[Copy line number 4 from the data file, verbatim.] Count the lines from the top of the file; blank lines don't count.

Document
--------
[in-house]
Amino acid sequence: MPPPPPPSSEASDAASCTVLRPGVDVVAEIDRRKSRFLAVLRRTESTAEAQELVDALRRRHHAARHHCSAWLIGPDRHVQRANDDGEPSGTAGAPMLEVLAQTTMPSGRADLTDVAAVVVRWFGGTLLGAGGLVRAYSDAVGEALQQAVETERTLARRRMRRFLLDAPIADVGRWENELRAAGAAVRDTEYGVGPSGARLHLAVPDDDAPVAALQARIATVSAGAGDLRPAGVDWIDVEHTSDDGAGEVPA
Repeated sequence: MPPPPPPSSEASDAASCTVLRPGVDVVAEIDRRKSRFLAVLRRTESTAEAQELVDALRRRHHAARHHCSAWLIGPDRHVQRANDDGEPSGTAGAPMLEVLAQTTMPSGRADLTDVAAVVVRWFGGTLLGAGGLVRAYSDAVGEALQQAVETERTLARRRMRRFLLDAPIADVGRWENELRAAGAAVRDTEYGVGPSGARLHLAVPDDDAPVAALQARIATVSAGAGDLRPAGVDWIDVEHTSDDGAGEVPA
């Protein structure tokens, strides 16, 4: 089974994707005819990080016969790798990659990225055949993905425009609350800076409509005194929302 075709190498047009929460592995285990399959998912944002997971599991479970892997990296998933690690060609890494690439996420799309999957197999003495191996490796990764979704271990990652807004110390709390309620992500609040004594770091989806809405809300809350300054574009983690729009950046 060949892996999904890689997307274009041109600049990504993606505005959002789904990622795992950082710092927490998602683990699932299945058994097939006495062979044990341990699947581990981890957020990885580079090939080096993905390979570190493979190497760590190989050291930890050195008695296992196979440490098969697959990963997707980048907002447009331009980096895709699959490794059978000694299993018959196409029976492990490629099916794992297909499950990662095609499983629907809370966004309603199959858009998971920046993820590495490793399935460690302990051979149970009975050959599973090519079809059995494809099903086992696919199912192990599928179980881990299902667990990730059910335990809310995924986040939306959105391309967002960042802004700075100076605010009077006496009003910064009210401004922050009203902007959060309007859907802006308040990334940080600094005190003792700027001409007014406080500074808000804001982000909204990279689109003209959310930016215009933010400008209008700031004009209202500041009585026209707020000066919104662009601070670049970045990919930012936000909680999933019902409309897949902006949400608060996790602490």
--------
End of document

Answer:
């Protein structure tokens, strides 16, 4: 089974994707005819990080016969790798990659990225055949993905425009609350800076409509005194929302 075709190498047009929460592995285990399959998912944002997971599991479970892997990296998933690690060609890494690439996420799309999957197999003495191996490796990764979704271990990652807004110390709390309620992500609040004594770091989806809405809300809350300054574009983690729009950046 060949892996999904890689997307274009041109600049990504993606505005959002789904990622795992950082710092927490998602683990699932299945058994097939006495062979044990341990699947581990981890957020990885580079090939080096993905390979570190493979190497760590190989050291930890050195008695296992196979440490098969697959990963997707980048907002447009331009980096895709699959490794059978000694299993018959196409029976492990490629099916794992297909499950990662095609499983629907809370966004309603199959858009998971920046993820590495490793399935460690302990051979149970009975050959599973090519079809059995494809099903086992696919199912192990599928179980881990299902667990990730059910335990809310995924986040939306959105391309967002960042802004700075100076605010009077006496009003910064009210401004922050009203902007959060309007859907802006308040990334940080600094005190003792700027001409007014406080500074808000804001982000909204990279689109003209959310930016215009933010400008209008700031004009209202500041009585026209707020000066919104662009601070670049970045990919930012936000909680999933019902409309897949902006949400608060996790602490």